Sammy Darko challenges power of Police to regulate prophecies

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A private legal practitioner, Sammy Darko has challenged a statement by the Ghana Police Service in which the institution seeks to regulate prophecies by religious leaders.

Sammy Darko in a social media post argued that the police have no such power to prosecute pastors for making prophecies.

He further dismissed the statement, arguing that the police cannot hide behind power of arrest to intimidate pastors.

He advanced the argument that the police will be suppressing freedom of expression and prophecy if it arrests any prophet for making some predictions come December 31, 2021.

“You want to use section 76 of Act 775 ( Electronic Communications Act, 2008) as amended and section 208 of Act 29 ( Criminal Offences Act) as amended to suppress freedom of expression and prophesy?
“The only weapon you have and you are abusing is power of arrest. After all, even if the person is arrested and you are unable to sustain a charge, you know many Ghanaians will not sue and even if they sue it’s not your pay that will be used to pay for those judgment debts. And this is all because some lawyers and Ghanaians agreed with you when you arrested a pastor? How far with that trial?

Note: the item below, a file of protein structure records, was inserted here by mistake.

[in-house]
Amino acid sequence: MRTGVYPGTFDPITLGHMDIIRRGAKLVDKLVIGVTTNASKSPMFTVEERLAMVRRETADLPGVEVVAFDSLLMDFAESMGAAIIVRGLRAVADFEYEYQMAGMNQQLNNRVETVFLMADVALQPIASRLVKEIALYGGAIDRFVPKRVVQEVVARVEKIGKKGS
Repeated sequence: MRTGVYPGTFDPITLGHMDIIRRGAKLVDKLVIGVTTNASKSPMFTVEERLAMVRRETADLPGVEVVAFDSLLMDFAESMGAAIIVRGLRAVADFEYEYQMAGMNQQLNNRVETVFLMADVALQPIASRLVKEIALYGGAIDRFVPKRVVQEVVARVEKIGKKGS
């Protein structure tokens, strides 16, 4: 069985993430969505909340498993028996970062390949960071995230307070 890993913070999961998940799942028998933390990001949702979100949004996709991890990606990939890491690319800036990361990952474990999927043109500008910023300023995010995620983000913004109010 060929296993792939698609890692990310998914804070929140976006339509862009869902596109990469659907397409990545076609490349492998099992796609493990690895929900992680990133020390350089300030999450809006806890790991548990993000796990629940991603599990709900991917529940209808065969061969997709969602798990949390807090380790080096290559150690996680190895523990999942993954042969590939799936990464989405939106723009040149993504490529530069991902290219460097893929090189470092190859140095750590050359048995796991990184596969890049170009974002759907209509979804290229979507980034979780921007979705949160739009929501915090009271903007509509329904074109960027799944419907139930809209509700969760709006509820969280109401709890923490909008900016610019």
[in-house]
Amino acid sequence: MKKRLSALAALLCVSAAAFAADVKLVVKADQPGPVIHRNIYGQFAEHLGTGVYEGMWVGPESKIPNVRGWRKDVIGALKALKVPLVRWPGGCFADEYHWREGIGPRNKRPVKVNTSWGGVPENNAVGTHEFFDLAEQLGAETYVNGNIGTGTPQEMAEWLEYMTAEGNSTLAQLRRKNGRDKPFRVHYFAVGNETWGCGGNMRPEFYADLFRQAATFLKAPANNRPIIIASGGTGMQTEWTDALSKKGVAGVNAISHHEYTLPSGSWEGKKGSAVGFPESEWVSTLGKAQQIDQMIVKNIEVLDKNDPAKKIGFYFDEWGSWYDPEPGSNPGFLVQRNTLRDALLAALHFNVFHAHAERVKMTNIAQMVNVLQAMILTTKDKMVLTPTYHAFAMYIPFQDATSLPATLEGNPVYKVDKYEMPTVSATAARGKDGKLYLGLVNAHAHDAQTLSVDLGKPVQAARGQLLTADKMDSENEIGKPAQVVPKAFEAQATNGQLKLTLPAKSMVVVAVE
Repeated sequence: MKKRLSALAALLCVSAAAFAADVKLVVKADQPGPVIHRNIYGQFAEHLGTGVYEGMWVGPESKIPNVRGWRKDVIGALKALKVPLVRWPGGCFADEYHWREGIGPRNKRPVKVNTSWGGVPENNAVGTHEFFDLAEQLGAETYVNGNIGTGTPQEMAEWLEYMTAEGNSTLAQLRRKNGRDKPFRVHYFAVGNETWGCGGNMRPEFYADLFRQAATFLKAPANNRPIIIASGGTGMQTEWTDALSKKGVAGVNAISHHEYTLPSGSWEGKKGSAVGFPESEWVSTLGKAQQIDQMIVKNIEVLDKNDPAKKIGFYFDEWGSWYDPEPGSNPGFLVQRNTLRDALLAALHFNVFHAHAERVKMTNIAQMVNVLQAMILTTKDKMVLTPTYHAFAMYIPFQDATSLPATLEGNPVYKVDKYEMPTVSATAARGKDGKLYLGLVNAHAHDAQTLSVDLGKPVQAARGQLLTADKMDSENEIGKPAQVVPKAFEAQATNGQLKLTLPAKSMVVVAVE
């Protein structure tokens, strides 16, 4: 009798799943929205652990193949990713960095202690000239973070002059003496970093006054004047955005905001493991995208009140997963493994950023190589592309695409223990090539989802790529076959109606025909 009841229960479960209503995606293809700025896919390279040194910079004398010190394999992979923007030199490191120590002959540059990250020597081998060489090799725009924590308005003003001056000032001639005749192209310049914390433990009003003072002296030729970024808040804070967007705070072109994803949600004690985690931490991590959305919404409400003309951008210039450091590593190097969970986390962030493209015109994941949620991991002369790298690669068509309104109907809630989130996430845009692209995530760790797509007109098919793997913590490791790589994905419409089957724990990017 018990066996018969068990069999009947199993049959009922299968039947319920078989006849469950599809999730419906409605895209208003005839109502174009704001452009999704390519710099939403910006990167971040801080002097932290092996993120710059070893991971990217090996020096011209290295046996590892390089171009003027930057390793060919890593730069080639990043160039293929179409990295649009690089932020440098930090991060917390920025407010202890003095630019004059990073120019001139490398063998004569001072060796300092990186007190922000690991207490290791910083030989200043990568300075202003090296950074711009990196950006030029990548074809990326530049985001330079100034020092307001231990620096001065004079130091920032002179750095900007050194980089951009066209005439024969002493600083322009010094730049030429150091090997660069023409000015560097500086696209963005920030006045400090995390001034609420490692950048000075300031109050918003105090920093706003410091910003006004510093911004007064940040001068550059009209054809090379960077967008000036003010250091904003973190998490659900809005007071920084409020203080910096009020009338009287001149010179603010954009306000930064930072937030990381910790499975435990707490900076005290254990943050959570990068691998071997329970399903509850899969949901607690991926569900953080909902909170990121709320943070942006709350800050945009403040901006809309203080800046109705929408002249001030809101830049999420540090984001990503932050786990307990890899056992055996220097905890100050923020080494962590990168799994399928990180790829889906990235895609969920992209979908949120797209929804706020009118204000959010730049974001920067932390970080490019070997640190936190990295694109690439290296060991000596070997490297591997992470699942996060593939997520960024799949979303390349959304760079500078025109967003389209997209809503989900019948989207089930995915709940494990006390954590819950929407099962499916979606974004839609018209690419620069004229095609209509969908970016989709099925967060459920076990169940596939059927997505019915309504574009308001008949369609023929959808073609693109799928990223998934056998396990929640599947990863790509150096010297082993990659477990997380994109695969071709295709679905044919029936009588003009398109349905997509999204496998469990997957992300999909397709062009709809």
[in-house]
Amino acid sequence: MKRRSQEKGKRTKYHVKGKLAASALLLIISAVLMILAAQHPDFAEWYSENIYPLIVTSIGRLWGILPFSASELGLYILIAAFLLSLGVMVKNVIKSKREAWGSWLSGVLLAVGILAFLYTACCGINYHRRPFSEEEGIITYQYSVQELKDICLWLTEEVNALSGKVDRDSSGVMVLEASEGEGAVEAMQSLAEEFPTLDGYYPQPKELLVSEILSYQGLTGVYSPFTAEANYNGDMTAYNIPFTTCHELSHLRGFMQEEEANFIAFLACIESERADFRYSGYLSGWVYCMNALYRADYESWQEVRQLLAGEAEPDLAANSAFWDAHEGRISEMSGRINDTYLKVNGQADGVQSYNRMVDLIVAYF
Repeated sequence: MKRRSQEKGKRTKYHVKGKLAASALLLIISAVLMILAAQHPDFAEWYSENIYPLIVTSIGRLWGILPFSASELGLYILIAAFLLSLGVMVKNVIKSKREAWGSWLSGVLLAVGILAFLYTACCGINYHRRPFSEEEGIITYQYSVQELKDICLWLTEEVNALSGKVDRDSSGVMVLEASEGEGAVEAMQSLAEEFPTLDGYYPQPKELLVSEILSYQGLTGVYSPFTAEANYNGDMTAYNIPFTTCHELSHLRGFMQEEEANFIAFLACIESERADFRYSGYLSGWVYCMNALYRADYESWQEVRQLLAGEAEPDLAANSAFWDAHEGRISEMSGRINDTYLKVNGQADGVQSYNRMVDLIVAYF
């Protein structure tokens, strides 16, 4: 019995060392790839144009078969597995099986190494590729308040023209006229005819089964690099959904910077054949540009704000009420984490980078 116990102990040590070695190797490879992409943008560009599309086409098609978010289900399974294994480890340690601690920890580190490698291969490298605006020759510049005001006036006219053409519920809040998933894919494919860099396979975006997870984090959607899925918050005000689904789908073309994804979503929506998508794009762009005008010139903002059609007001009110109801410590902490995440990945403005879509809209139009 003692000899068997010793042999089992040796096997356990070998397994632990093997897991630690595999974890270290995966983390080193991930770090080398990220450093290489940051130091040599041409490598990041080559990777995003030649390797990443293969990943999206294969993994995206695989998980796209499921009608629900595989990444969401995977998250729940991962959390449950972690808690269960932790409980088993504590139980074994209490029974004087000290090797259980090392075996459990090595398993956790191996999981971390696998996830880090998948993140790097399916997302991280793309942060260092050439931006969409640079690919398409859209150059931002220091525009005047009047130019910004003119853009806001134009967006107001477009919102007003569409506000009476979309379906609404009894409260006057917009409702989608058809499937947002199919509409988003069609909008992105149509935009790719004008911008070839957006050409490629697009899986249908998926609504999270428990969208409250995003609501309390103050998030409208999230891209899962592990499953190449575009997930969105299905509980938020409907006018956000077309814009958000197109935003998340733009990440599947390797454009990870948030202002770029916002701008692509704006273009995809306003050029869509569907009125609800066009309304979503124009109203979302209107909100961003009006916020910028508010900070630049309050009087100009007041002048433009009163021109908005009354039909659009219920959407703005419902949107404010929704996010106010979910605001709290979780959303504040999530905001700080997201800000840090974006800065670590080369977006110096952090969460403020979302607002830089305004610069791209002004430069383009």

“Let’s not encourage aberrations of laws more particularly on free speech. Even Li2224 was shot down by SC. A law as important as controlling media content and you want to control what people say. Law on fear and panic is for grave conduct that causes alarm and false communication is for false information that disrupts or affects life-saving services or endanger people and means of transport.

“Anyway, I just blame our law makers and the executive. Section 208 should be amended and or scrapped completely and education made on section 76 of Act 775,” he shared on social media.

The Ghana Police Service on Monday issued a statement, prompting prophets on the need not to make prophecies that cause ‘fear and panic’.

“We want to caution that under Ghanaian law, it is a crime for a person to publish or reproduce a statement, rumour or report which is likely to cause fear and alarm to the public or to disturb the public peace, where that person has no evidence to prove that the statement, rumour or report is true.”

“It is also a crime for a person, by means of electronic communications service, to knowingly send a communication that is false or misleading and likely to prejudice the efficiency of life-saving service or to endanger the safety of any person,” the statement added.